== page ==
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  5. Jason says:

    Do they belong in the conversation? Absolutely. Should they win? I wouldn’t give it to Chapman or Kimbrel over Cueto if it ended today, but a lot could happen in the next month and a half.

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    • Jason says:

      And for the record I give it to Cueto over Gonzalez and Dickey for having equal 4.1 WAR and for pitching in a division with 4 out of the top 5 home run hitting teams in the NL, in a tiny ballpark, and still having comparable numbers to the other two guys.

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      • MauerPower says:

        I know this is FanGraphs but according to BR WAR Cueto is easily the best NL pitcher with 5.3 WAR. Hopefully he gets the Cy, assuming he keeps it up anyway.

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      • Doug says:

        MauerPower has a huge point that I feel is often overlooked, just because we’re on fangraphs doesn’t mean we need to only look at fangraphs’s version of WAR. That kinda ignores a lot of the principles of balanced analysis. I’d also like to say that I have an issue with evaluating pitchers solely on fwar, since some pitchers seem to systematically outperform their fip every year. fip may be a better indicator for era going forward for every pitcher, but it doesn’t mean that some pitchers don’t possess certain skills that allow them to systematically outperfom their fip. I’d offer up Tom Glavine and Matt Cain as two possible examples for this.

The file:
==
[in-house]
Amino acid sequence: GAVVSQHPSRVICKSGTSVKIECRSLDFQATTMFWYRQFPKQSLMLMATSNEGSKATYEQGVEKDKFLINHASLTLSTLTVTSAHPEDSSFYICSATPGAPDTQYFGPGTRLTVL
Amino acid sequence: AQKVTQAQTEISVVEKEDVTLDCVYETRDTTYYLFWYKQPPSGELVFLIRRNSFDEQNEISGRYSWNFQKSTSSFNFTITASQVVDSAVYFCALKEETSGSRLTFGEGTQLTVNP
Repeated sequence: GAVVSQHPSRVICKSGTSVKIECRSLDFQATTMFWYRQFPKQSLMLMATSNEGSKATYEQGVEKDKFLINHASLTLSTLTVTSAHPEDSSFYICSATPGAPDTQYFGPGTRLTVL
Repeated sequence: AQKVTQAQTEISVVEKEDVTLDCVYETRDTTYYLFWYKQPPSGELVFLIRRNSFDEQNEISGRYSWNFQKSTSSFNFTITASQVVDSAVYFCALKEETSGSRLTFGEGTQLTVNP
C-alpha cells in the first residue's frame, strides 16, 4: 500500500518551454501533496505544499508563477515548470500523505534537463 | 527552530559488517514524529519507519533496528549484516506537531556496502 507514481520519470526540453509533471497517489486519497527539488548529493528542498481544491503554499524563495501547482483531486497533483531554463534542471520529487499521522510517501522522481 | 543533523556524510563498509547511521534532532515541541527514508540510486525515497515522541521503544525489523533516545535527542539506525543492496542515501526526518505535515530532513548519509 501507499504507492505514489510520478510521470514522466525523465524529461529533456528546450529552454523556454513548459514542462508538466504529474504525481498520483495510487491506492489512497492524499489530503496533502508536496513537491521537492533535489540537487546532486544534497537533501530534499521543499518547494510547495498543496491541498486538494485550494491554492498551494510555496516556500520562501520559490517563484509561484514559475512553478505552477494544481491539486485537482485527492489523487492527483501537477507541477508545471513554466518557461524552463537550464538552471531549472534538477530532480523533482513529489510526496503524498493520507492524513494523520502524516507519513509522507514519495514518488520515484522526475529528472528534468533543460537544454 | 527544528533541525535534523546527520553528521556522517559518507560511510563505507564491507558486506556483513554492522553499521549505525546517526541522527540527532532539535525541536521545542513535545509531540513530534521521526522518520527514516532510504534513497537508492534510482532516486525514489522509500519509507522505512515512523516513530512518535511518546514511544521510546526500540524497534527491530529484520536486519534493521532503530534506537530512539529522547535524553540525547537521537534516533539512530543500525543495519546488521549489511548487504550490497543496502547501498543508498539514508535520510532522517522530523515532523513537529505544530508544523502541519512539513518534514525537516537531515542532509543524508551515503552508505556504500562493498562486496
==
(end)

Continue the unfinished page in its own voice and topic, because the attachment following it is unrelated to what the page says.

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    • DJG says:

      To MauerPower’s and Doug’s point, I like BR WAR better to evaluate a pitcher’s year, in general (granting that FG WAR is probably a better indicator of next year’s performance), because it tells us how good a pitcher actually was at preventing runs over that time.

      The analogy is of a QB who has an amazing year partly because his receivers made a large percentage of great catches and his opponents dropped a lot of INTs. It might not be sustainable, but it happened.

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  6. Matt says:

    I am not saying this to detract from Chapman and Kimbrel, both of whom are deserving of all the love they are being shown. But why is nobody giving any attention to Huston Street’s utterly dominant season? 36 IP, 11 hits, 8 walks, 45 Ks, 0 HRs allowed. I mean, a 0.528 WHIP is kind of ridiculous, no?

    Sure, Street has pitched fewer innings and is not at all in any way up for Cy Young consideration. But I am baffled by the complete lack of attention Street’s terrific season has garnered.